Video games studies, including many of our most inspired written accounts of video game history, is very white. Stories about US video game pioneers, from engineers and designers to early adopters and arcade patrons, tend to be mostly about the white men who created, consumed, and periodically saved the industry. Even now that game history is on the verge of becoming as queer and ostensibly nonconformist as some aspects of its games and culture are theorized to be, these new avenues of critical investigation speak most directly to a queer mainstream that has always been constructed as white. Although there is much to be inspired by in the proliferation of emergent video game histories that are more gender-inclusive, trans, or so-called diverse, with few exceptions these progressive accounts still tend to be White. White. White. Black designers, players, blerds, and technocrats have been excluded from the canon of old and new video game histories in much the same way Frantz Fanon theorized that blackness functions as a fact: an outwardly defined pejorative social inscription that justifies its alienation and exclusion.
And yet, the unbearable whiteness of video game studies persists even though video game history is not a color-blind history that just happens to star mainly white men (and sometimes white women) as its key players and innovators. Video game history has always included the labor, creativity, and resistant play practices of black people. Some of the obvious places to turn in this regard are to the black engineers, project leaders, and entrepreneurs who have made contributions both small and large. When referenced at all in video game histories, Jerry Lawson, founder of the first black-owned video game company and the lead engineer who created the industry’s first removable game cartridge, is often relegated to marginalia. During his lifetime, Lawson remained vocal about his exclusion from accounts of 1970s hardware design, and he was critical of the multiple systems of bias that prevented him from securing financing for some of his most promising projects, thus enabling companies like Atari and Apple to capitalize. Edward Smith, a self-directed black engineer who started out making calculators for APF Electronics, became the lead designer of projects that faltered commercially but anticipated future consumer desires to combine personal computing and playing video games on a single system. Smith, who was also known for handing out free home gaming consoles to black families in Brooklyn, proudly reflects on his career: “To be a man of color and a leader in the video game industry will be my legacy, and one that I am very proud of.”1 Yet, who among video game historians will disrupt video game history’s remediation of the fact of blackness by writing about such legacies and unacknowledged labor practices?
The technical and entrepreneurial ingenuity of black women must not be overlooked in new histories of video games. Scholarly efforts to document a history of black women’s contributions should also include studies of adjacent tech fields that have been immeasurably relevant to the formation of the video game industry—fields like mathematics and computation, aeronautics, and simulations. Most pertinent here is the civil rights era when black women were computers—mathematical and computational experts. Katherine Johnson, Dorothy Vaughn, Mary Jackson, and other black women labored to hold electronic computers accountable and reliable. What might video game history become as it complements and engages such preexisting technological histories about race, gender, and labor?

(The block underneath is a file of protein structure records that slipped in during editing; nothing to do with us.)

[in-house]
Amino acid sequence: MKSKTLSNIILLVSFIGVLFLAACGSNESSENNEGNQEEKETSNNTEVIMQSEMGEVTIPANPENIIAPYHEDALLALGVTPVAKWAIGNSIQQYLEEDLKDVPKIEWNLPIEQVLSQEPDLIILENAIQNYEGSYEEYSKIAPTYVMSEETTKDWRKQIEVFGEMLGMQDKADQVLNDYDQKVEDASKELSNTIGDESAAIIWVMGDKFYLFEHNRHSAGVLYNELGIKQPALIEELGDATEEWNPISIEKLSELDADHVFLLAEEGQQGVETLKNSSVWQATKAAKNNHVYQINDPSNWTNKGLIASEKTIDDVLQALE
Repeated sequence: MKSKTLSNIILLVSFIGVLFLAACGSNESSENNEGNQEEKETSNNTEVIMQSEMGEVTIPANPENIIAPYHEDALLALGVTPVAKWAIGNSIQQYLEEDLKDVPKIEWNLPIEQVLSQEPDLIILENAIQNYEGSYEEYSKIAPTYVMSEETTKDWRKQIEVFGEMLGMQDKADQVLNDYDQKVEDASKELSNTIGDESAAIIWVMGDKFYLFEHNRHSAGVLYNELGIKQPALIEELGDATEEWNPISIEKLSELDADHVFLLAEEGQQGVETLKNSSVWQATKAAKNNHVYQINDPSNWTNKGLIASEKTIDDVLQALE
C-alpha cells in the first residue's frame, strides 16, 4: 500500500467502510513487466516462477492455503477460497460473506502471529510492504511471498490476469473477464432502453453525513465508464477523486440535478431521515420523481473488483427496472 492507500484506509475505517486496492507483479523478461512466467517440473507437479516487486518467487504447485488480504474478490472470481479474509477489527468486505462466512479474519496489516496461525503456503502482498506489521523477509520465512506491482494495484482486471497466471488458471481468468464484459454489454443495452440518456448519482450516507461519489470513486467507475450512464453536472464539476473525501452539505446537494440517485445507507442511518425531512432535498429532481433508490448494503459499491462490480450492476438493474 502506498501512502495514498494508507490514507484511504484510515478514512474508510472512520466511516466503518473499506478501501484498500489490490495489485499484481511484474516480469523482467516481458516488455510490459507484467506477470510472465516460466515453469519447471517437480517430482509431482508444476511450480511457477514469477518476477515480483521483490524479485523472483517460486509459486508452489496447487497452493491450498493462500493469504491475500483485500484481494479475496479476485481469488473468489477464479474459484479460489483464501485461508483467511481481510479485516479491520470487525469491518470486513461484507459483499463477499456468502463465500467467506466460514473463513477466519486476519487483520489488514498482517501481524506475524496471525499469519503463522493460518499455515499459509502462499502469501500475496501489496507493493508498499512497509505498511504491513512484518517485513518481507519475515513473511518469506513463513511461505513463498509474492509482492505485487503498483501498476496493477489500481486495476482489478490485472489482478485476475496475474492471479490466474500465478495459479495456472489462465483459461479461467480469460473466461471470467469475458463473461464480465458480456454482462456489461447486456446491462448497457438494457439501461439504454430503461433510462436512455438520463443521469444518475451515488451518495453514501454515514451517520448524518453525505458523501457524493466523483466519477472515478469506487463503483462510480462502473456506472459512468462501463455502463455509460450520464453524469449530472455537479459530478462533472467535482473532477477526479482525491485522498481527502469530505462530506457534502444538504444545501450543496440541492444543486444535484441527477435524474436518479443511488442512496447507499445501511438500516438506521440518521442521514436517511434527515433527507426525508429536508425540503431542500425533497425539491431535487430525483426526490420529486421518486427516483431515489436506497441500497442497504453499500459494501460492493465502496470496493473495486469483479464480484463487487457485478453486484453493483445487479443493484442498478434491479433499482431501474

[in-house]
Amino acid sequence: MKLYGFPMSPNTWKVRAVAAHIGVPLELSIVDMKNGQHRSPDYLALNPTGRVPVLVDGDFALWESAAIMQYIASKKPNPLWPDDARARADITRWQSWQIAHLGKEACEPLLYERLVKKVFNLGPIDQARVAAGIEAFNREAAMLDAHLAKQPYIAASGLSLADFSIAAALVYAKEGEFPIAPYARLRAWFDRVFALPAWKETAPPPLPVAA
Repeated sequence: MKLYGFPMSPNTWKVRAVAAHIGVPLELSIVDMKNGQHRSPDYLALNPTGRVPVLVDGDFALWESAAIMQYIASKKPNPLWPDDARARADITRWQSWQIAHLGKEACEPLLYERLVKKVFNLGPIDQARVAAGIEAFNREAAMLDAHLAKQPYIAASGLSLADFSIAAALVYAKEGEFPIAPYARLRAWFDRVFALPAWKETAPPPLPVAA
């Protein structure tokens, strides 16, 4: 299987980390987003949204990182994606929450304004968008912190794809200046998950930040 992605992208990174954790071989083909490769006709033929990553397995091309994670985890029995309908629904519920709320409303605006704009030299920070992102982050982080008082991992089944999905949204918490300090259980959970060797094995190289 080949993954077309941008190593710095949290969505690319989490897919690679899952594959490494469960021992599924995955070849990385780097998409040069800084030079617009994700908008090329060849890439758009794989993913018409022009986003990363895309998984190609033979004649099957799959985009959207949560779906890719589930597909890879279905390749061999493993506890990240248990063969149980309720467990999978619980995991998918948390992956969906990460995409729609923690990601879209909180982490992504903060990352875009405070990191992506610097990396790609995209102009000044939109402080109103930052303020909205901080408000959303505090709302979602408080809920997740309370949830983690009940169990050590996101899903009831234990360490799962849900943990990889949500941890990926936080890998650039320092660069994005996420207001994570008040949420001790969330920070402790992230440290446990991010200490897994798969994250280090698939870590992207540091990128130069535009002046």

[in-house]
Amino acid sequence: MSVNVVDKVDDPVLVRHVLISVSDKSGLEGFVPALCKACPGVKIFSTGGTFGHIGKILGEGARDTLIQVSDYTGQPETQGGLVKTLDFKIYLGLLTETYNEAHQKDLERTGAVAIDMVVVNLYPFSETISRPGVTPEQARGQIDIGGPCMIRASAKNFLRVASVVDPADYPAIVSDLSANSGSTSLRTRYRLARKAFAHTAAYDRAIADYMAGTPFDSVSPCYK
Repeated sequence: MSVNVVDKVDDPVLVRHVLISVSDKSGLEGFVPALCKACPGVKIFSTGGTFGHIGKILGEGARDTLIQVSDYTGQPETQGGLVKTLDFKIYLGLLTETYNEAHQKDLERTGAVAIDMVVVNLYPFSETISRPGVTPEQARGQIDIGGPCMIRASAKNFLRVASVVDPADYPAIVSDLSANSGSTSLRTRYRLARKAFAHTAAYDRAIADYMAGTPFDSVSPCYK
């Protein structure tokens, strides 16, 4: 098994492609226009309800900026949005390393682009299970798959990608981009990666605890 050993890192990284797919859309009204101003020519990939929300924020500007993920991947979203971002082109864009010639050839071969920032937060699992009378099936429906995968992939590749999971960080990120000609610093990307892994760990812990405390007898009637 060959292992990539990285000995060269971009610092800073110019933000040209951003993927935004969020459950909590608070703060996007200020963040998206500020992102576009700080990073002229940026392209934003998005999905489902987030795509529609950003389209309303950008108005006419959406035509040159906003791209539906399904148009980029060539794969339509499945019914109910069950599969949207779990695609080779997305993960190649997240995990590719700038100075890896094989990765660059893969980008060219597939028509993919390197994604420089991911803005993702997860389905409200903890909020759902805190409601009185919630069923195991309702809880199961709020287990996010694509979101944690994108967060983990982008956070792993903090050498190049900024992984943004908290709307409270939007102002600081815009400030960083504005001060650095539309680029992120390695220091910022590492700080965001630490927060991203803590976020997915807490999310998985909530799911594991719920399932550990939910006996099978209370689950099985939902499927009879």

Finally, there are good reasons to keep in view histories of black cultural production as ever relevant to our reimaginings of video game history. For example, in the Encyclopedia of Video Game History,I sketched a brief cultural history of the unique convergences between the video game industry and the birth of hip-hop. Hip-hop luminaries like the Wu-Tang Clan have described how their early experimentations with hip-hop form coincided with their active participation in both the arcade and home computing scenes of the 1970s and 1980s. Since four of the five elements of hip-hop (DJing, MCing, breakdance, and graffiti art) have been consistently integrated into video game design for decades, where are our longer cultural and technical histories that explore the ways in which the two industries used the same sound technologies? Where are the examinations of the many rap-influenced rhythm games and hip-hop video game soundtracks? Surely there remain complicated symmetries and lines of cultural and material indebtedness to explore here, or, as legendary hip-hop artist Biggie Smalls famously raps about video games and his economic mobility: “Super Nintendo, Sega Genesis / When I was dead broke, man, I couldn't picture this.”
In resisting the urge to drop the mic on this critical challenge to video game studies with Biggie’s words, I will simply say that video game histories have been white, white, white, but they need not continue to be.
1. ^ Benj Edwards, “Ed Smith and the Imagination Machine: The Untold Story of a Black Video Game Pioneer,” Fast Company, September 2, 2016, https://www.fastcompany.com/3063298/ed-smith-and-the-imagination-machine-the-untold-story-of-a-black-vid.